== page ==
Subordinating professional integrity to political allegiance

This is particularly troubling given the warm endorsement of the October 2022 agreements by former and serving senior officials in Israel’s security establishment.

Indeed, given the prevailing realities in Lebanon, their support seems to reflect an almost child-like naivete regarding both its prospective durability and the potential for future expansion of its terms. Indeed, the backing of the patently flawed pact, which—if nothing else—was a unmistakable feather in Hezbollah’s gory cap—is strongly reminiscent of the endorsement that senior echelons of the US intelligence community provided for the wildly mendacious claim that Hunter Biden’s incriminating laptop was “Russian disinformation”. Sadly, it appears that both in the US and Israel, it is not rare to find senior security personnel—past and present—who are prepared to subordinate their professional integrity to political allegiances.

Indeed, it was particularly risible, especially in light of the gravity of later unfolding realities, to read of the hyped-up praise for the agreement from Orna Mizrahi, former Deputy National Security Adviser, and currently a senior research fellow at the Institute for National Security Studies (INSS). According to her: “…this is…a very important agreement. It even raises hopes that there could be real change in the relationship between the two countries.

Yeah, right! I guess she must have missed the fact that Hezbollah is not party to the deal—and that the government of Lebanon refused to sign a pact directly with Israel, instead agreeing only to give a commitment to the US.

Untoward haste

Not only is the lavish praise from senior security experts for the contorted October 2022 agreement both puzzling and perturbing, but so is the untoward haste with which it was pushed through. The professed justification for the unbecoming rush was the claim that the term of then-Lebanese President Michel Auon (who, as mentioned, refrained from signing directly with Israel) was about to end and there was uncertainty about who would replace him. Interestingly, up until the writing of this piece, Auon has not yet been replaced, mainly due to obstruction by Hezbollah. Apart from the fact that it borders on the absurd to believe that any Hezbollah-approved president would feel bound by a document signed by his predecessor, the heavy-handed manner in which the Lapid interim government pushed the agreement through in the final days of its term, is another disturbing aspect of the deal.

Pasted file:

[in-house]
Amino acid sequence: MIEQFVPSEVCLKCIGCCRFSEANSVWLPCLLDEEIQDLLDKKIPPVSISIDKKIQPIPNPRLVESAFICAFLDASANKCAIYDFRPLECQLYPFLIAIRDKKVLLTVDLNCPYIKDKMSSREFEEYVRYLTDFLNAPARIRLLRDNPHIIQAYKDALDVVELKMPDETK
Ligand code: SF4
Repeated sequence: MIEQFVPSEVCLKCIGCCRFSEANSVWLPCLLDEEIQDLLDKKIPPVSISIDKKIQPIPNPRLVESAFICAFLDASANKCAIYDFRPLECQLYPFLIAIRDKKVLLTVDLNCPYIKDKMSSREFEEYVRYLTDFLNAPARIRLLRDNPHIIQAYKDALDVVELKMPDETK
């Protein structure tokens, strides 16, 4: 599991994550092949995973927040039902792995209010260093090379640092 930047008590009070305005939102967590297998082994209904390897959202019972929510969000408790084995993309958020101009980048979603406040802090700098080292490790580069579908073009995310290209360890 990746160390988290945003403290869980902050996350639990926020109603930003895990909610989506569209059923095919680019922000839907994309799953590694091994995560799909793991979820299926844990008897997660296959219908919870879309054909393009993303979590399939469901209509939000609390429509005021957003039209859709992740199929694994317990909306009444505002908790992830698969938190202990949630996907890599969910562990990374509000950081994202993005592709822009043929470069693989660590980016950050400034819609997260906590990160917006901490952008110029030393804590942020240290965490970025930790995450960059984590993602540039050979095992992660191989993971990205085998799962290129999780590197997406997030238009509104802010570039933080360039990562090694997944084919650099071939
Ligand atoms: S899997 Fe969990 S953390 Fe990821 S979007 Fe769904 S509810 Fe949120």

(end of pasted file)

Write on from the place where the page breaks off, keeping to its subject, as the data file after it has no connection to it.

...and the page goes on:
Riding roughshod over previously time-honored democratic norms and conventions, Lapid –with the collusion of his domesticated Attorney General, Gali Baharav-Miara—blatantly ignored the Knesset, arguing that, in light of what he considered its “wanton behavior“, it should not be consulted on the agreement—implying that for Lapid, only pliable and acquiescent parliaments merit his attention.

This brazen dismissal of the institutions of democracy was so stark that it prompted one of his ministers to express her discomfort. Underscoring the painfully self-evident, she confronted Lapid: “You describe the agreement as an historic agreement. If it is historic you are obligated to present it for the approval of the sovereign—the Knesset.” Pointedly, she asked: “What are you afraid of?”

What indeed!!

Is Israeli patriotism dead?

Given the refuted rationale for the agreement and the disproven arguments for the undemocratic haste for rushing the agreement, thorny questions are unavoidable.